At the Pacific Highway port of entry between the United States and Canada, typical delays are known to regional carriers and internalized into schedules. Due to their relative infrequency, the largest crossing times are not internalized into schedules and cause significant disruptions to regional supply chains. This technical note describes the recent patterns of very long crossing times (defined as more than 2 h or the largest 1% of crossing times) and explores the relationship between arrival volume and crossing time. To do so, this study uses commercial vehicle crossing time data from GPS technology and volume data from the British Columbia Ministry of Transportation. Results show a weak correlation between border crossing time and arrival volume when considering individual observations, but a stronger correlation when data are aggregated. Results show a high percentage of crossing time can be attributed to sources other than primary booth delay, particularly for the most disruptive, very long crossing times.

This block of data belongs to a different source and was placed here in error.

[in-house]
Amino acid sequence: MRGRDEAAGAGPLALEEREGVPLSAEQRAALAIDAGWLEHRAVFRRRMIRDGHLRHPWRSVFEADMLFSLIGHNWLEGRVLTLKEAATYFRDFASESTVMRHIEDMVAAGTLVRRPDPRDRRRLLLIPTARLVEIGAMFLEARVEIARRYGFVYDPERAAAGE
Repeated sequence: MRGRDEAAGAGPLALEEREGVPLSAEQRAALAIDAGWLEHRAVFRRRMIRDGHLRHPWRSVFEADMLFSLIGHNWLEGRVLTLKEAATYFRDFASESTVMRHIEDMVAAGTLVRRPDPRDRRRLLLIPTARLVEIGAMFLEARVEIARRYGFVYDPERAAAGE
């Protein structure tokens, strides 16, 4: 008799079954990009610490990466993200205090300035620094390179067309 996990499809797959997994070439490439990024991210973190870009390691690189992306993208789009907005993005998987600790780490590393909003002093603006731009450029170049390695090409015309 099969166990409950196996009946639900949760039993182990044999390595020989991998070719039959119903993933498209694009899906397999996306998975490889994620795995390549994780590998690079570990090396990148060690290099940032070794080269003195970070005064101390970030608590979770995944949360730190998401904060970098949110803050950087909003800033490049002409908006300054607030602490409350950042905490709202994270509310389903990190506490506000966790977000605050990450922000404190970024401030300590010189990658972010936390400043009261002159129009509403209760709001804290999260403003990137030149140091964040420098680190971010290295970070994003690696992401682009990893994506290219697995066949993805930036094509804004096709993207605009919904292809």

Goodchild, Anne, Li Leung, and Susan Albrecht. "Free and secure trade commercial vehicle crossing times at the Pacific Highway port of entry." Journal of Transportation Engineering 136, no. 10 (2010): 932-935.